Helping paralyzed people walk again. Finding new uses for unrecyclable plastic waste. Preserving endangered wildlife.
These are just a few of the problems undertaken by this year’s Laureates from the annual Rolex Awards, a distinction conferred for more than 40 years upon individuals with projects that advance human knowledge, protect cultural heritage or help preserve natural habitats and species.
It’s just one reason we’re so proud to be an Official Rolex Jeweler. “Rolex is so much more than a watch company,” says Ryan Coffin, Vice President of Coffin & Trout Fine Jewellers. “They invest a great deal of money to constantly improve their timepieces, but what is little known is the amount of money that Rolex invests in improving humanity. The Rolex Laureates is just one example of the great things Rolex is sponsoring to help the advancement of society. We are proud to align with such a magnificent company.”
This Year’s Winners: “Anyone can change everything”
To demonstrate that just one person can make a world of difference, this year’s five changemakers are working on solutions that have the potential for global impact. In addition to receiving a Rolex, the Laureates were awarded funding from Rolex for their projects.
João is a fisheries ecologist who partners with local associations and fishing leaders to save the giant arapaima—the world’s largest scaled freshwater fish that has fed Amazonian people since early human society—from extinction, along with the livelihoods and culture of the Amazon’s indigenous communities.
Grégoire is a French researcher and medical scientist who is developing a treatment and seeking a cure for spinal cord injury. His goal: An implantable neuroprosthetic bridge between the patient’s brain and lumbar spinal cord that, supported by wireless technology, conveys signals from the brain to the legs to control movement and assist in the recovery of spinal nerves.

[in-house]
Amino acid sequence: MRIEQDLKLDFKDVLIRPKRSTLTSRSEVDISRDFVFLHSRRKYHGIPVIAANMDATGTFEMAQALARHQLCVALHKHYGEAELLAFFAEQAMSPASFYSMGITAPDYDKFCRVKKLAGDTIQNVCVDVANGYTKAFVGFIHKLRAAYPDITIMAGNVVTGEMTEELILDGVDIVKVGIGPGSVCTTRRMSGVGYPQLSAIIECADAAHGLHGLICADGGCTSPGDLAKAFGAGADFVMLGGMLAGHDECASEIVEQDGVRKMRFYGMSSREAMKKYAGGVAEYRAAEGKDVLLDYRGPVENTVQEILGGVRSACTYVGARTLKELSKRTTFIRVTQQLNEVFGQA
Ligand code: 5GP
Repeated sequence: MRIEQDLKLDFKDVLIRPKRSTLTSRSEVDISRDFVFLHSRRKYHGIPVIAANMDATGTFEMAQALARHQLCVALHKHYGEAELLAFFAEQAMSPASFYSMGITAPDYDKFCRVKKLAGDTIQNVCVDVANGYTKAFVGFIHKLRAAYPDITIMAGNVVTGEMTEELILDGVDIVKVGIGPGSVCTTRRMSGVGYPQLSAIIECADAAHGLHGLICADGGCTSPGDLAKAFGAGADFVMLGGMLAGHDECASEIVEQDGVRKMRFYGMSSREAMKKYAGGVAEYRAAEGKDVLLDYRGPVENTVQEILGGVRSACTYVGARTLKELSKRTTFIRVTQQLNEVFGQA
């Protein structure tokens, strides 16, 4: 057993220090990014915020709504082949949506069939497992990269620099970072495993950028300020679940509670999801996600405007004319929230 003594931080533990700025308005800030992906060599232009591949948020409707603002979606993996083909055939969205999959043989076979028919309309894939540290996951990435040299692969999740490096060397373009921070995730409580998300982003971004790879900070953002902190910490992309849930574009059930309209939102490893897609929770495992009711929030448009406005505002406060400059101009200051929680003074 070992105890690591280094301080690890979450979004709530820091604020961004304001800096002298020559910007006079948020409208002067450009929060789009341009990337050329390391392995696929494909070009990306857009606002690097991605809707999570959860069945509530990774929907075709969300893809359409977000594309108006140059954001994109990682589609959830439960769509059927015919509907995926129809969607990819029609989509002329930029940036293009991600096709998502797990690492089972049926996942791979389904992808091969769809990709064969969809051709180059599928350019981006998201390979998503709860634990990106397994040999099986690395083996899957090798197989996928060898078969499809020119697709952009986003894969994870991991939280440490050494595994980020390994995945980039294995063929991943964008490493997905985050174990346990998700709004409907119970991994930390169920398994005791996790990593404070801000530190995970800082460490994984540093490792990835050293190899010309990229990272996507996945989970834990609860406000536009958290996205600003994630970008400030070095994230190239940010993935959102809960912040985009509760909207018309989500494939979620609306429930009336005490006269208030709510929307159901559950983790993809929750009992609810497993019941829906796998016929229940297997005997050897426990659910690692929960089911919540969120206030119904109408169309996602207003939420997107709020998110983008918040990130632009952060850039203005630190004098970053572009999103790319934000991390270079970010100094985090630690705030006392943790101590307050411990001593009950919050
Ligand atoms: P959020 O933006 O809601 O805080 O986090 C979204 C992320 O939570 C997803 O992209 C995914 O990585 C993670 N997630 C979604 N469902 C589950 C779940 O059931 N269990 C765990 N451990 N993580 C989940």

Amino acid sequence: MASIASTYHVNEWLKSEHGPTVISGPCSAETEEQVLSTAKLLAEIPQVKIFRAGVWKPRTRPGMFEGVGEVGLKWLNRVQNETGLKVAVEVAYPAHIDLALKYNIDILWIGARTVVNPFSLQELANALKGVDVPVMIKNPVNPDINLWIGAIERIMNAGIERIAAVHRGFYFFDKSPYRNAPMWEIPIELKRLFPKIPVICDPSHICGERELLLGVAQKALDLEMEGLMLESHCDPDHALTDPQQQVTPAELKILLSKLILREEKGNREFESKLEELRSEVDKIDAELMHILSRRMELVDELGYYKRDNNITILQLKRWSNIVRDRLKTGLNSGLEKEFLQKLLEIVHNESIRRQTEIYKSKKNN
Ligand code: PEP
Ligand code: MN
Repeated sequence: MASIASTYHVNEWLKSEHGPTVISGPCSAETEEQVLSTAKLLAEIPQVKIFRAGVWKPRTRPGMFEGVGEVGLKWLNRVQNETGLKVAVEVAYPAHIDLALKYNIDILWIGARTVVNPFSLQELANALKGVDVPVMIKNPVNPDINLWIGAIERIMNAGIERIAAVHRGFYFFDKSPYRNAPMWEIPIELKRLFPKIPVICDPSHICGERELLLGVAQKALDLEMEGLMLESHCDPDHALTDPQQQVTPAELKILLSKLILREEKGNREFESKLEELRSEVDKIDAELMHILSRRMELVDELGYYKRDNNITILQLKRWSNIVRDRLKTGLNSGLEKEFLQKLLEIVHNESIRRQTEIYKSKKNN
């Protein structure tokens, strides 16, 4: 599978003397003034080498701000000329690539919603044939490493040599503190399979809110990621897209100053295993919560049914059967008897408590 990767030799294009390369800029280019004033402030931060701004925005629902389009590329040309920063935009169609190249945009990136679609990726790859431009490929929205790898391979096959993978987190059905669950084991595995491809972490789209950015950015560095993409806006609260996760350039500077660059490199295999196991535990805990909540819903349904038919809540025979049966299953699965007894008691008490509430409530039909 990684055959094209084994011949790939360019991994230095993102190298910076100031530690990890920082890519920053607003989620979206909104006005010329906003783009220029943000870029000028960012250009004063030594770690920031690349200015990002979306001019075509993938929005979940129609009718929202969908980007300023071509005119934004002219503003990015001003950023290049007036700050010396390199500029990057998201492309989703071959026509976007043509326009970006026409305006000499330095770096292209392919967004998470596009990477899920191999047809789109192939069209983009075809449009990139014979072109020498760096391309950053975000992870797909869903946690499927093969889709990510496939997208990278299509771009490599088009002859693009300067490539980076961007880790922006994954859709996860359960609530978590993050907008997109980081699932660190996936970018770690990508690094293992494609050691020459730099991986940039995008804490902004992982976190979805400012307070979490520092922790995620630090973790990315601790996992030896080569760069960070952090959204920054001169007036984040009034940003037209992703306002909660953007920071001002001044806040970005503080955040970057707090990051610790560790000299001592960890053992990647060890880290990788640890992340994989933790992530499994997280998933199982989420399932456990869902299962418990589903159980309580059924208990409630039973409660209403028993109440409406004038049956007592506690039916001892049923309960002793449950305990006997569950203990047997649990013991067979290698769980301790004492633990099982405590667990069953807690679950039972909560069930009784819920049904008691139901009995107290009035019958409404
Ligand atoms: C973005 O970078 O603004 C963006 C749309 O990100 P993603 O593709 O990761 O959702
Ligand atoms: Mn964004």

Krithi is looking to put an end to the damage and death caused by clashes between human communities and wildlife in her native India. Human-wildlife conflict results in lost crops and livestock, and Karanth estimates that only a very small percentage of people are compensated for these losses. Through her conservation and education efforts, she hopes to increase protections for both sides: vulnerable villages and their wildlife neighbors.
Brian has effectively declared war on malaria with a faster, low-cost test for the disease. Existing tests are difficult to administer in the developing world, requiring a blood sample. Gitta, who is a multi-time survivor of malaria, has helped develop a device that detects the presence of the malaria parasite without bloodwork. His hope is to make it ready and available to hospitals in Uganda and Kenya, where it can be used to rapidly diagnose malaria—and save lives.
Miranda is an entrepreneur who founded BioCellection to convert one third of the world’s plastic waste into valuable industrial chemicals by 2023. The technologies her company is developing will turn single-use and other unrecyclable plastics—think dirty plastic bags and packaging materials—into familiar products people everywhere use on a daily basis, like cars, electronics and textiles.